David Atchison, one of the prominent and progressive business men of Leavenworth, where he owns extensive coal and wood yards and also an ice and feed and a bill posting business, was born in County Tyrone, Ireland, Feb. 22, 1842, son of John and Sarah (McMaster) Atchison. His grandfather, John Atchison, Sr., was a farmer and dealer in live stock in Ireland. He was a nephew of John and William Atchison, who settled in Virginia at an early date and later removed to Kentucky, the Missouri Atchisons being direct descendants of them. John Atchison, Jr., father of David, immigrated to America, in 1846, and located at St. John's, New Brunswick, where they remained a short time. From there the family removed to Boston, Mass., and then went to Lonsdale, six miles from Providence, R. I. There the father followed the stone mason's trade for years. In the spring of 1857 the family came to Kansas and located at Leavenworth. They traveled by rail to St. Louis, but as there were no railroads west of Jefferson City, Mo., at that time, they traveled by boat from St. Louis to Leavenworth. There John Atchison followed the stone mason's trade and also contracted for buildings. A year later he opened up a farm in Platte county, Missouri, where he died in the fall of 1862. His wife, a native of Scotland, removed to County Tyrone, Ireland, when a child. There she met and married John Atchison, Jr., and she died at Lonsdale, R. I., of cholera in 1855. David is the third child of the family, and the others were John A., deceased, who is buried in Denver; William, now living in Illinois; Thomas, deceased, also buried in Denver; and Mary Jane, who married John Coleman of Leadville, Col. David lived at home with his father and worked on the farm. In 1860 the father and other brothers engaged in freighting, and David remained at home attending to the farm and was also employed in running a fishery on Bean and Sugar lakes in Missouri during this time. In 1862 he came from Missouri to Leavenworth with a wagon load of corn and was induced, somewhat against his will, to haul goods for the government and the settlers from Leavenworth to Forts Scott, Gibson and Smith. During Price's raid in Kansas he served in the Nineteenth Kansas cavalry, under Capt. Tom Clark. While on one of his freighting expeditions, in 1863, with a train of 300 wagons and 300 Union soldiers, an attack was made by the Confederates, about five miles north of Fort Gibson. The wagon train was under escort of Captain Stout, who was in command of the Third Wisconsin cavalry, known as the "Gray Horse Cavalry." The Confederates numbered about 1,500 men, under command of Generals Standwaitie and Cooper, and attacked the wagon train just at dawn, the fight lasting all day, but the Union troops, having been reënforced by 1,000 Cherokee Indians, under command of Colonel Shorty, retained possession of the train, drove the attacking party off, and succeeded in reaching Fort Gibson. The Union loss was about a dozen killed and the Confederates lost about 200, as near as was ever known. In 1865 Mr. Atchison bought ten wagons and began freighting with oxen, having five yokes for each wagon. He was the owner and captain of the wagon train which made two trips a year to Denver and Forts Collins, Col., and Laramie and Halleck, Wyo. During the five years he was freighting he had a number of fights with the Indians and was at Fort Laramie while the peace commissionersGenerals Sheridan, Sherman and Sanbornwere there making a treaty with the Sioux, Cheyennes, Crows and other Indians. Boveaux acted as interpreter for the commission. At this time Mr. Atchison was present and saw the Sioux Indians stampede and drive away 600 head of horses and mules belonging to the government at Fort Laramie. As a member of the firm of Hook & Atchison he engaged in the hay and wood concontracting business at Fort Sedgwick, Col. In the spring of 1867 he started from Denver for North Platte City and was attacked on the way by Indians, but whipped them. On this trip he found three men who had been killed by the Indians and his party buried them a mile west of Big Springs, Neb. They were members of another freighting party, in the employ of Mr. Penny of Nebraska City, and a Mr. Galbraith of Atchison. In 1869 Mr. Atchison contracted to deliver cord wood at Forts Fetterman and Steele, in Wyoming. On his return to Leavenworth, the same year, he began to deal in coal, wood and ice, and subsequently was one of the pioneers in erecting large ice houses before artificial ice was manufactured in Kansas. In 1878 he went into the bill posting business, which he has conducted ever since and still owns and controls that business in Leavenworth, exclusively; and from 1880 to 1883 was manager of the new opera house at Leavenworth. Mr. Atchison is regarded by his associates as one of the most progressive business men in Leavenworth. For five years before the city waterworks were built he contracted and successfully watered the streets. During the territorial period he was a stanch free-state man and always supported the Republican party. During Governor Humphrey's administration he served one term as president of the board of police commissioners with great credit to himself.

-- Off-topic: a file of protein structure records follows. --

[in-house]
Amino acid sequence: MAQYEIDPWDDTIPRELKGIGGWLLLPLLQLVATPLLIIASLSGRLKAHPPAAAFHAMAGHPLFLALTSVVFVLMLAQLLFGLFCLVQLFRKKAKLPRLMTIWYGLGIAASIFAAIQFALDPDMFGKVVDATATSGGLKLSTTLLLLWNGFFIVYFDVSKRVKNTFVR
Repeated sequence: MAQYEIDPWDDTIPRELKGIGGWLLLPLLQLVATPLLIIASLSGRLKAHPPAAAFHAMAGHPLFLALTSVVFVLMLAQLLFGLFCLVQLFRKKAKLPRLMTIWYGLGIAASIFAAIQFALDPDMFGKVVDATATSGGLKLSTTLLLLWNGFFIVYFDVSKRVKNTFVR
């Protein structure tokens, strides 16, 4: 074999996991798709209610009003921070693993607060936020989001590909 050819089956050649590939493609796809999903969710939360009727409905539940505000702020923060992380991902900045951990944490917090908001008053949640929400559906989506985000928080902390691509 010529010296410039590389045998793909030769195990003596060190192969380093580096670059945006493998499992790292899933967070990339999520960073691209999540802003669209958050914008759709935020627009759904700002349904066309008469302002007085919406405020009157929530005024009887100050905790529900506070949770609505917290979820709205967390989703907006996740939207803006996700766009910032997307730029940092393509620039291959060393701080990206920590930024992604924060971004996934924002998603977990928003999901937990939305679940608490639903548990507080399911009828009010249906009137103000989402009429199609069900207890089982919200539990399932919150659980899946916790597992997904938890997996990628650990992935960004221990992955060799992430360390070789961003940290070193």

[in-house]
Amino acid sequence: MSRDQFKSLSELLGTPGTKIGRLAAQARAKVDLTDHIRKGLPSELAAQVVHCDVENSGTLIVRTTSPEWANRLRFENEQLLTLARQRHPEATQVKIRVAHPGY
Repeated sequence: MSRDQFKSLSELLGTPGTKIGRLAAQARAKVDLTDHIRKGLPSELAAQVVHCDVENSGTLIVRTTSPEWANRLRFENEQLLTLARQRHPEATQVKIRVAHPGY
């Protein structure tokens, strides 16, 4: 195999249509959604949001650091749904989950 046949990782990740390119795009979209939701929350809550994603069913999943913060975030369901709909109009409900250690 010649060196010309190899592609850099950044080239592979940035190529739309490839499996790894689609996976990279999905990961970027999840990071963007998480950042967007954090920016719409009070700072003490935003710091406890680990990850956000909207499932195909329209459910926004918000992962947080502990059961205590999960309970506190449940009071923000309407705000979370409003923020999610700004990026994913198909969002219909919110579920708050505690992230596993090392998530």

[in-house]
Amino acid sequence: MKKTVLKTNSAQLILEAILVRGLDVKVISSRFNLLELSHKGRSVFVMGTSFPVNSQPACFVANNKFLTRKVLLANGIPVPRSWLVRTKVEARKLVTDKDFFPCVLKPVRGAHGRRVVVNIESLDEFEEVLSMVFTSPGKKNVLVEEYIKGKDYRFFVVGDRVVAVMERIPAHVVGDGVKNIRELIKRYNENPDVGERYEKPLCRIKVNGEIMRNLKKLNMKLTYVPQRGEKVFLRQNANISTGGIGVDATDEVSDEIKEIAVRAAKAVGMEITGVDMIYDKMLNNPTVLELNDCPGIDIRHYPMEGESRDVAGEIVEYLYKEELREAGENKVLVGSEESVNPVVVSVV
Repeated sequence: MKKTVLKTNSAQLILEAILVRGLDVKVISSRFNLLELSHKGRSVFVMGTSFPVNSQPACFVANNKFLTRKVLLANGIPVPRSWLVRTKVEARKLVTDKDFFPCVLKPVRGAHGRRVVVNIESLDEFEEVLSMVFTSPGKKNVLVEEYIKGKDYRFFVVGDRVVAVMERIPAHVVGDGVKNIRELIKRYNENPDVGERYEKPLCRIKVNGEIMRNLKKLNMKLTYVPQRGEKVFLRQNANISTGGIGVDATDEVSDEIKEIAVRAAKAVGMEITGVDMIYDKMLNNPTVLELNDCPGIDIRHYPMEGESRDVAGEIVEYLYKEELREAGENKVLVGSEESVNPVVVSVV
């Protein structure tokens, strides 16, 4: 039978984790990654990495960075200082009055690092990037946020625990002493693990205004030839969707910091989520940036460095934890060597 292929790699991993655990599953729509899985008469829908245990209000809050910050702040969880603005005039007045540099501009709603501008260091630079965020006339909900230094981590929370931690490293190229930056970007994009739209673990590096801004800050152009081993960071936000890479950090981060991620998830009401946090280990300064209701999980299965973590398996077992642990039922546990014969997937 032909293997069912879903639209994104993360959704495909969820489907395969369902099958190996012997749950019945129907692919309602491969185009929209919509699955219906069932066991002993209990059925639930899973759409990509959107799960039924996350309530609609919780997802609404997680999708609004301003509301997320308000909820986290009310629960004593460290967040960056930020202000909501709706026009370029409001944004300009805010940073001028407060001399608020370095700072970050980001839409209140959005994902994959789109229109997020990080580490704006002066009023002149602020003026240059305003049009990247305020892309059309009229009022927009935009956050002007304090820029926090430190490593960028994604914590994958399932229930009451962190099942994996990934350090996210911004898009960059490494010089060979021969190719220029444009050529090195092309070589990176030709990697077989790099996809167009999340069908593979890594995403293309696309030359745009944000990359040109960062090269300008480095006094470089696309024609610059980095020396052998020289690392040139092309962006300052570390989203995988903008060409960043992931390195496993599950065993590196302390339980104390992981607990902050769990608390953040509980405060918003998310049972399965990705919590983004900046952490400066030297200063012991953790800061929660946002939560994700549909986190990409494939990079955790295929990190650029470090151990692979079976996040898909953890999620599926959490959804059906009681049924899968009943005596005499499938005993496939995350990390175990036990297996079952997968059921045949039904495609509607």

On Jan. 28, 1868, Mr. Atchison married Anna Ward, a native of Waterloo, Monroe county, Illinois, who came to Leavenworth, in 1855, with her parentsHugh and Jane Ward. The father built and became the proprietor of the Illinois Hotel. Seven children were born to Mr. and Mrs. Atchison: Clara Jane married John Fry of Topeka, Kan.; Mary Mage is the wife of W. J. Black of Chicago, traffic manager of the Atchison, Topeka & Santa Fe railroad; Anna Veronica is the wife of Lee Bond, county attorney of Leavenworth county, Kansas; Gertrude Harriet is the wife of Hiram Wilson of the Great Western Stove Company of Leavenworth; Sarah Theresa is at home; David Ward is engaged in the lumber business in Chattanooga, Tenn, and Lottie Lee married Edward T. Wilder, architect, a member of the firm of Wilder & Wite of Kansas City, Mo.Pages 795-797 from volume III, part 2 of Kansas: a cyclopedia of state history, embracing events, institutions, industries, counties, cities, towns, prominent persons, etc. ... / with a supplementary volume devoted to selected personal history and reminiscence. Standard Pub. Co. Chicago : 1912. 3 v. in 4. : front., ill., ports.; 28 cm. Vols. I-II edited by Frank W. Blackmar. Transcribed December 2002 by Carolyn Ward. This volume is identified at the Kansas State Historical Society as microfilm LM195. It is a two-part volume 3.